Tannins - These are the elements found in the skin and seeds of grapes. They are extracted during the alcoholic fermentation in the must. White wines lack tannins because the skin of the grapes is not used in fermentation. In reds, the substance is present, as the film is needed in the must to obtain the color of the drink.

Alcohol - The alcohol in wines is formed during fermentation, when the grape sugar is transformed into the substance. Therefore, the more ripe the grapes and the more intense the sugar content of the pulp, the higher the alcohol content of the wine. The main factors for a greater ripening of the grapes are the climate and the vinification techniques.

Body - The wine can be light or full-bodied regardless of whether it is white or red. The higher the concentration of alcohol, tannins and acidity, the fuller it will be.

Astringency - Taste sensation caused by the tannins contained in red wines. These components that are responsible for the body or structure react with the proteins of the mouth that momentarily lose the lubricating power of saliva causing the sensation known as "dry mouth".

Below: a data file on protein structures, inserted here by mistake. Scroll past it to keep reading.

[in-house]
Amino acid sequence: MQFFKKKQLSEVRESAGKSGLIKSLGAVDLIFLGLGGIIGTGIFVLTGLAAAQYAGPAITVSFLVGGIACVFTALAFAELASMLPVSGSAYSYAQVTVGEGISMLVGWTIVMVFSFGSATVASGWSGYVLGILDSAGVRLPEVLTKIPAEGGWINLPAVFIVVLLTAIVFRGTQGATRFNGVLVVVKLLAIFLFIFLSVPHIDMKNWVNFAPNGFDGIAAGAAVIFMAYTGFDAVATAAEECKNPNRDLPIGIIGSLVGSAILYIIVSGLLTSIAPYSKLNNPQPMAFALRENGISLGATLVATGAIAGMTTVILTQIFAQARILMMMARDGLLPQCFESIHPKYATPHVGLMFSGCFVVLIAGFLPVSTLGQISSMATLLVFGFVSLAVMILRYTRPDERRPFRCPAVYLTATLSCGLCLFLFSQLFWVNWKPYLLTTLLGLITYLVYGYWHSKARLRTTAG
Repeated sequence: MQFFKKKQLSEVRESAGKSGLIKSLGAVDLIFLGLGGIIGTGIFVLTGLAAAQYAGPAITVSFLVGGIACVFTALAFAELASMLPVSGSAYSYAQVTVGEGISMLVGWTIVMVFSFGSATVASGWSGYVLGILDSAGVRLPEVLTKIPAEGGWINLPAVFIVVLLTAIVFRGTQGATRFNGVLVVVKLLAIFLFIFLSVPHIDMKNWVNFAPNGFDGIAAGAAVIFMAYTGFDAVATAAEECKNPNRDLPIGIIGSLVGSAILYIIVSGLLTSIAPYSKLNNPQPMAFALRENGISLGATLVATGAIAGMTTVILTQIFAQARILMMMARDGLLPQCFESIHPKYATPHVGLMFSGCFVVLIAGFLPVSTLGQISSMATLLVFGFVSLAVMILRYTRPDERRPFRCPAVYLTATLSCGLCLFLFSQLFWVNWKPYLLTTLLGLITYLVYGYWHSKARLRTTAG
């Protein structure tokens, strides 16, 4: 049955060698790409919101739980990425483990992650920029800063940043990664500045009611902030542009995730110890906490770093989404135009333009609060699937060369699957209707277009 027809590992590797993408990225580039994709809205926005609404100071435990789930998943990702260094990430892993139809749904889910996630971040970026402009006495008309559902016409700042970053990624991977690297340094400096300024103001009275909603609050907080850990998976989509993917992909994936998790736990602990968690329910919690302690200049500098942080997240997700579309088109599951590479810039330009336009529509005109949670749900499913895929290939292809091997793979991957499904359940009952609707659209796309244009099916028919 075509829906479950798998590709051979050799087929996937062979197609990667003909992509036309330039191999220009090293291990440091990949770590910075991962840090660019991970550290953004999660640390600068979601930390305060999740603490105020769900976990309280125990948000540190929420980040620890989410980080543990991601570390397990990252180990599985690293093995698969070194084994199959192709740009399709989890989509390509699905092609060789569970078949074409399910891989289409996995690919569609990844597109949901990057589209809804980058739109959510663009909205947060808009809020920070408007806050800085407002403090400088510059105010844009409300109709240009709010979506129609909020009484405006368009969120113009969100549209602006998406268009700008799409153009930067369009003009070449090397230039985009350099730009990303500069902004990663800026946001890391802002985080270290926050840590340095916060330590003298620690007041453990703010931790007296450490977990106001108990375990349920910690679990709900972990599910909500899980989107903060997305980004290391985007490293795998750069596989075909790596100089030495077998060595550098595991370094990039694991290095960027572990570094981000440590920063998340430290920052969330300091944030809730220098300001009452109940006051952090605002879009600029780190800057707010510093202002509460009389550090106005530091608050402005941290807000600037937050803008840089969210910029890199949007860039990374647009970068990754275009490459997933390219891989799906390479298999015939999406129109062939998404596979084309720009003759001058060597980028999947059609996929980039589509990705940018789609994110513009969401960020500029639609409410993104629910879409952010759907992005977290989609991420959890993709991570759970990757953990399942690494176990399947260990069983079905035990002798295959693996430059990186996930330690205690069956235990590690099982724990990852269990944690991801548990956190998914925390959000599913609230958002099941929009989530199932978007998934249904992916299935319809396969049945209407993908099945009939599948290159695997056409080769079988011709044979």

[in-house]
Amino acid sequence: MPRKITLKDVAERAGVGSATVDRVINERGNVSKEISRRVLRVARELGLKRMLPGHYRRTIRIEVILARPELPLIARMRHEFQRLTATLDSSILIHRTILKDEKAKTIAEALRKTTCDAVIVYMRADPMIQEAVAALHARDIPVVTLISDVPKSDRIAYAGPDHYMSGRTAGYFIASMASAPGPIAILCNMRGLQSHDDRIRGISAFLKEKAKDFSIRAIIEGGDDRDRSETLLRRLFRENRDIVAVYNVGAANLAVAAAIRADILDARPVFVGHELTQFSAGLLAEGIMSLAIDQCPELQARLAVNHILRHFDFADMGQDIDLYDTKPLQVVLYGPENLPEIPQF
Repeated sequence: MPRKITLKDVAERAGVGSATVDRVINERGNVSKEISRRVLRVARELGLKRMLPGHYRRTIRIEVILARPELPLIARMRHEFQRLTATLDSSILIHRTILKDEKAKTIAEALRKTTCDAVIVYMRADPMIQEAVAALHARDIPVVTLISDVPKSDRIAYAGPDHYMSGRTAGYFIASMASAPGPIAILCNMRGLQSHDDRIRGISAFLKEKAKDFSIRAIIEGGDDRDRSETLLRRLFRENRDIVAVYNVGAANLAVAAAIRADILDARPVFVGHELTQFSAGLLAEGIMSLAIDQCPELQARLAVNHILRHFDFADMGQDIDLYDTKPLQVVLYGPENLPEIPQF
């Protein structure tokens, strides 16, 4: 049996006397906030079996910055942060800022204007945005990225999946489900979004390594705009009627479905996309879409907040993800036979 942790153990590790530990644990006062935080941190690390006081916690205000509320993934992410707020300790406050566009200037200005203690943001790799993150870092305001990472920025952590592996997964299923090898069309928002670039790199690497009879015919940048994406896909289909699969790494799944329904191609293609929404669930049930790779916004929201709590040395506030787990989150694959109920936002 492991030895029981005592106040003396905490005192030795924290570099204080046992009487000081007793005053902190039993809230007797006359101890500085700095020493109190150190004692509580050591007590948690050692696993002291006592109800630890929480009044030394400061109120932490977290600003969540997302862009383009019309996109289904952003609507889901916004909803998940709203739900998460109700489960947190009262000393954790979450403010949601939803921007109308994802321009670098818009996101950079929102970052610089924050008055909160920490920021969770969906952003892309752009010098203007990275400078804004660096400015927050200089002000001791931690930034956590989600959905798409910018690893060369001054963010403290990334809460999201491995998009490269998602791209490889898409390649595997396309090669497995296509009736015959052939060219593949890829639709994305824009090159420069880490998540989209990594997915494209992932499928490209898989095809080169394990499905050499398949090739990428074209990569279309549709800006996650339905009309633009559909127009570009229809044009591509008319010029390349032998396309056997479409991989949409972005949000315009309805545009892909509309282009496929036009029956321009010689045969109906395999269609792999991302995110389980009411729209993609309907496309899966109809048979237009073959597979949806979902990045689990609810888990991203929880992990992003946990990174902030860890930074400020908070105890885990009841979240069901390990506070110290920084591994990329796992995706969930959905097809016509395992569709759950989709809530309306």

Evolution Potential - Red wines are marked by organoleptic changes that are partially defined by their original structure or modified by external agents, such as oxidative phenomena, temperature variations or merely the passage of time. This helps a lot to keep the interest of the oenophile awake, more attentive to the uncertainties related to the lively and, therefore, variable and unpredictable character of wines throughout their shelf life.

Personal Note - In Parker's original scale, individual appreciation does not exist. In this "Tasting Note" an overview of the set we are enjoying may result in a gradual adjustment of everyone's tastes and preferences. We score a maximum of 10 points for our global view of the wine tasted.

All proofs from our members can be submitted here: